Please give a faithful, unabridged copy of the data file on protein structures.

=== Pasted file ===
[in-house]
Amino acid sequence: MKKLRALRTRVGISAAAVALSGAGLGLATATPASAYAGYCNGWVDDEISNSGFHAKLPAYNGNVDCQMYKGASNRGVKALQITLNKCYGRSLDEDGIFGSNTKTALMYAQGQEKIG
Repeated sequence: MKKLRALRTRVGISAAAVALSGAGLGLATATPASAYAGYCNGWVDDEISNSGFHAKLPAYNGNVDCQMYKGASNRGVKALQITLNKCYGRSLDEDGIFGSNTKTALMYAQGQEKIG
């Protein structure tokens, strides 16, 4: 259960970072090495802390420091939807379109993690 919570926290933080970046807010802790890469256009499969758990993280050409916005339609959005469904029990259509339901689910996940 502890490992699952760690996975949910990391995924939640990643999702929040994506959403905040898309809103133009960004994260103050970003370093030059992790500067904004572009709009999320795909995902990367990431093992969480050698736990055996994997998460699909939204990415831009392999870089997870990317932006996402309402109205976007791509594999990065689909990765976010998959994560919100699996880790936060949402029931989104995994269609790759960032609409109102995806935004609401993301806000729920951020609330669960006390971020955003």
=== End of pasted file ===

[in-house]
Amino acid sequence: MKKLRALRTRVGISAAAVALSGAGLGLATATPASAYAGYCNGWVDDEISNSGFHAKLPAYNGNVDCQMYKGASNRGVKALQITLNKCYGRSLDEDGIFGSNTKTALMYAQGQEKIG
Repeated sequence: MKKLRALRTRVGISAAAVALSGAGLGLATATPASAYAGYCNGWVDDEISNSGFHAKLPAYNGNVDCQMYKGASNRGVKALQITLNKCYGRSLDEDGIFGSNTKTALMYAQGQEKIG
């Protein structure tokens, strides 16, 4: 259960970072090495802390420091939807379109993690 919570926290933080970046807010802790890469256009499969758990993280050409916005339609959005469904029990259509339901689910996940 502890490992699952760690996975949910990391995924939640990643999702929040994506959403905040898309809103133009960004994260103050970003370093030059992790500067904004572009709009999320795909995902990367990431093992969480050698736990055996994997998460699909939204990415831009392999870089997870990317932006996402309402109205976007791509594999990065689909990765976010998959994560919100699996880790936060949402029931989104995994269609790759960032609409109102995806935004609401993301806000729920951020609330669960006390971020955003």